The film Winter Ridge focuses on real-life situations where love is at stake for Detective Ryan Barnes, while a serial killer is running through the town. Dom Lenoir follows the depths of the story-line and really connects with the actors of the movie.
ATM: How did you add creativeness to the original script taken from Ross Owens?
DL: This film was originally set around a couple of locations. It went back and forth with the detective making a few leads and going through circles. We tweaked a few things to give the film a secondary storyline. We followed Detective Barnes journey through grief. This was something to put in as a thriller but also a drama. He had struggles going on and this brought to the script.
ATM: What did you want Ryan Barnes’ character to show the audience?
DL: I wanted to portray a guy who is completely lost. He is battling with his sense of duty. These struggles in his personal life. Barnes’ had connections that he is forced to forge through the murder investigations. This brings him out of his grief. Barnes’ finds himself through the journey. The character is dealing with this tragedy.
ATM: Why is being a director the best fit for you?
DL: It is not a choice. Film and storytelling have always been close to me at an early age. Film and psychology interested me when going to college. These are two factors of directing. I can also do things with a camera. My background originates in cinematography. I realized that the actual stories were more interesting. Directing came naturally. It has not been a conscious choice.
ATM: Did you get emotionally attracted to the storyline?
DL: You do not get attached to that extent, but to certain parts of the film. You have to be connected to films when trying to make them. You have to empathize with their struggles. If you cannot do this, then your film is not going to connect with the audience. I could really connect with the script. I created this feeling throughout the film. The audience has a catharsis from watching it.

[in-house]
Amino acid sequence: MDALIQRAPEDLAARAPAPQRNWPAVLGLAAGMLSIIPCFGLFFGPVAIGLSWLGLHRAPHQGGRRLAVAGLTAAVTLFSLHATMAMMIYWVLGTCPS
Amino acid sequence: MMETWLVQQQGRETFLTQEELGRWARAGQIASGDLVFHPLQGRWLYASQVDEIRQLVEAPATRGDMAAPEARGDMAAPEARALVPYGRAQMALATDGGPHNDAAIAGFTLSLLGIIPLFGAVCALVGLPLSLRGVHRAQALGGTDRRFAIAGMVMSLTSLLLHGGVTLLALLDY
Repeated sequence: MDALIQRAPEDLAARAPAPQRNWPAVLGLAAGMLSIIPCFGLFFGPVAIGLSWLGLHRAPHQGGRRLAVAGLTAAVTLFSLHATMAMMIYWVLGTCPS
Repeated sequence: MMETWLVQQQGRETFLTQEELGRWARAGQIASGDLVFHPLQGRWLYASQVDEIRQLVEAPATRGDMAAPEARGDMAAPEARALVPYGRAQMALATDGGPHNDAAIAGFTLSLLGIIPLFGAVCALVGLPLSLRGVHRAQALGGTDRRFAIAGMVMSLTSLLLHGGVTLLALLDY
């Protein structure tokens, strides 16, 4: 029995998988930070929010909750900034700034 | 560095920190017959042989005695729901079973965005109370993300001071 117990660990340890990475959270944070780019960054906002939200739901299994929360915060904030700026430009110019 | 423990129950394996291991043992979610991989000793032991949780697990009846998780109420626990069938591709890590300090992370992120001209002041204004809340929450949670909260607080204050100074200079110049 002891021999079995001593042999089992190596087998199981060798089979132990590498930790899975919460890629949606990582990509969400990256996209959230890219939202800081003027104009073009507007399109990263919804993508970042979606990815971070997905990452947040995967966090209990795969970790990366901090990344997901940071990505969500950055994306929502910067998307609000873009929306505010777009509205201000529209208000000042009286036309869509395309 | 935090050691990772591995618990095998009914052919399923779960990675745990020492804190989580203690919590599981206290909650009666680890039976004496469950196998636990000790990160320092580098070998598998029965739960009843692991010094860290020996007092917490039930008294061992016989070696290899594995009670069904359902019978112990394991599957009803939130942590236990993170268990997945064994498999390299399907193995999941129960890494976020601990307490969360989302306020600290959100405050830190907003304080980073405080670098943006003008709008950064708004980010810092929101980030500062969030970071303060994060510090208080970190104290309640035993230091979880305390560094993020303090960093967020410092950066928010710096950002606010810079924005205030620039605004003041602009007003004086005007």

ATM: What themes and scenes did you empathize with in this film?
DL: Loss and grief. Many people can identify with this. I also have had similar experiences with my grandmother. I understand the struggle with people becoming forgetful. I am familiar with the underdog story. This is the best part.
ATM: What were your strengths and weaknesses with directing this film?
DL: The strengths were working with the actors to create a unique vision in terms of sound, production design, and cinematography. I like to have a plan and to improvise but am not the one who is extremely serious about planning. I do not like to over plan. This can work against you. It messes with everything in this film. There are more people out there that go with a more comfortable idea. I prefer to not do this.
ATM: How did the location scouting turn out?
DL: I had looked everywhere. I was reluctant to shoot in the UK because there is a certain look am not a fan of. It looks like a small town in which everyone knows each other. The milkman comes along and people have their cup of tea. I have always wanted to avoid this, but I like to do bold cinematography. These locations have a black and wild look. It was not like the UK. It gives the film a different look.
ATM: Where did you envision the film’s artistic look? What were the desired time periods for the scenes?
DL: In the last couple of years there has been a certain technology that I’ve liked. This is the opposite of cinematics and selfies. There are certain elements with social media that draw me out of the film world. I already try to get back to the duties as far as trends. I go into a timeless avenue in most of my films. The idea was that we were shooting a remote location. Time dominates this. Time has forgotten it and it has not progressed. There is nothing specific to date it with a certain period. This is why we fictionalized the name of the town. We wanted to have its own personality.
ATM: Why do you feel a town should exemplify the same characteristics as a human?
DL: This film is a reference to movies like Insomnia and The Prisoners. The backdrops set almost the same scenery as The Prisoners. It has the cloudy windows and most of the distorted vision. This carved into Winter Ridge. Insomnia was about the drift of this frozen landscape. It is about the mirroring of themes on the outside. There are a lot of silhouettes and backlighting to create puppets of shadows.
Lenoir directed this film to set with the audience’s emotions of loss and grief. This film has gone through various revisions but has found its way to the big screen.